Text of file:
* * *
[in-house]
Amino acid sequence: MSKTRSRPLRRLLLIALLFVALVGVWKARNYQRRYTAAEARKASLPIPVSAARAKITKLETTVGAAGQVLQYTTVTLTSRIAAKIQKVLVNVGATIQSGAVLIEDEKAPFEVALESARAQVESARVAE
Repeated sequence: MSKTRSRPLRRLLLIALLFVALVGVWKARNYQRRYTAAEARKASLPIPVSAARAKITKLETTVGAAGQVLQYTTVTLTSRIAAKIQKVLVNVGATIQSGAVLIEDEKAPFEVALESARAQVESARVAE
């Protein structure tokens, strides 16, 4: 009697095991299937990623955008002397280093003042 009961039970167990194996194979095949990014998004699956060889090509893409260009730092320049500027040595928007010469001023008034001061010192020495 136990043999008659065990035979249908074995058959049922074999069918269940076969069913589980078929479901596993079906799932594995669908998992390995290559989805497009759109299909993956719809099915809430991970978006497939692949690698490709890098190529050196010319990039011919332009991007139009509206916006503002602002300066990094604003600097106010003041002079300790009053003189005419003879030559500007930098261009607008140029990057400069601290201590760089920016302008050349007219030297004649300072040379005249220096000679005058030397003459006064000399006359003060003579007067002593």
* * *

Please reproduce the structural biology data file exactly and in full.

[in-house]
Amino acid sequence: MSKTRSRPLRRLLLIALLFVALVGVWKARNYQRRYTAAEARKASLPIPVSAARAKITKLETTVGAAGQVLQYTTVTLTSRIAAKIQKVLVNVGATIQSGAVLIEDEKAPFEVALESARAQVESARVAE
Repeated sequence: MSKTRSRPLRRLLLIALLFVALVGVWKARNYQRRYTAAEARKASLPIPVSAARAKITKLETTVGAAGQVLQYTTVTLTSRIAAKIQKVLVNVGATIQSGAVLIEDEKAPFEVALESARAQVESARVAE
């Protein structure tokens, strides 16, 4: 009697095991299937990623955008002397280093003042 009961039970167990194996194979095949990014998004699956060889090509893409260009730092320049500027040595928007010469001023008034001061010192020495 136990043999008659065990035979249908074995058959049922074999069918269940076969069913589980078929479901596993079906799932594995669908998992390995290559989805497009759109299909993956719809099915809430991970978006497939692949690698490709890098190529050196010319990039011919332009991007139009509206916006503002602002300066990094604003600097106010003041002079300790009053003189005419003879030559500007930098261009607008140029990057400069601290201590760089920016302008050349007219030297004649300072040379005249220096000679005058030397003459006064000399006359003060003579007067002593």